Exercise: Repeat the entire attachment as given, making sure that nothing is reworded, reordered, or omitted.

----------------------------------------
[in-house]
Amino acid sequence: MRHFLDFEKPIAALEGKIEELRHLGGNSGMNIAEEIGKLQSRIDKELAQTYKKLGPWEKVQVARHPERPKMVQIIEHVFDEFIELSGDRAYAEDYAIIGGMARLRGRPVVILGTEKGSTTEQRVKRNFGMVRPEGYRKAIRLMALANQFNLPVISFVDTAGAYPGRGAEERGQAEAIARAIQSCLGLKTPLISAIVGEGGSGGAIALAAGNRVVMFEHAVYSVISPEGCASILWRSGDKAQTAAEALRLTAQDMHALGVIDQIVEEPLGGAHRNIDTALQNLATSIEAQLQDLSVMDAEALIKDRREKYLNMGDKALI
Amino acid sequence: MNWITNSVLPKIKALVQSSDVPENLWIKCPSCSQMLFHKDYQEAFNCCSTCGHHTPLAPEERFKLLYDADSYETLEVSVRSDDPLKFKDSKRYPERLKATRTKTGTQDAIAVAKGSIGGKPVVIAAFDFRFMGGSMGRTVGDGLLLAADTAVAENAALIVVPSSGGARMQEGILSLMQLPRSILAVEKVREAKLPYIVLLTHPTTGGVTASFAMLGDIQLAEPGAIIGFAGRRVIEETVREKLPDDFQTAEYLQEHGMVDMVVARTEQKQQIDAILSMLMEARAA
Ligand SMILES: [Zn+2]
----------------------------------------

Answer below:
[in-house]
Amino acid sequence: MRHFLDFEKPIAALEGKIEELRHLGGNSGMNIAEEIGKLQSRIDKELAQTYKKLGPWEKVQVARHPERPKMVQIIEHVFDEFIELSGDRAYAEDYAIIGGMARLRGRPVVILGTEKGSTTEQRVKRNFGMVRPEGYRKAIRLMALANQFNLPVISFVDTAGAYPGRGAEERGQAEAIARAIQSCLGLKTPLISAIVGEGGSGGAIALAAGNRVVMFEHAVYSVISPEGCASILWRSGDKAQTAAEALRLTAQDMHALGVIDQIVEEPLGGAHRNIDTALQNLATSIEAQLQDLSVMDAEALIKDRREKYLNMGDKALI
Amino acid sequence: MNWITNSVLPKIKALVQSSDVPENLWIKCPSCSQMLFHKDYQEAFNCCSTCGHHTPLAPEERFKLLYDADSYETLEVSVRSDDPLKFKDSKRYPERLKATRTKTGTQDAIAVAKGSIGGKPVVIAAFDFRFMGGSMGRTVGDGLLLAADTAVAENAALIVVPSSGGARMQEGILSLMQLPRSILAVEKVREAKLPYIVLLTHPTTGGVTASFAMLGDIQLAEPGAIIGFAGRRVIEETVREKLPDDFQTAEYLQEHGMVDMVVARTEQKQQIDAILSMLMEARAA
Ligand SMILES: [Zn+2]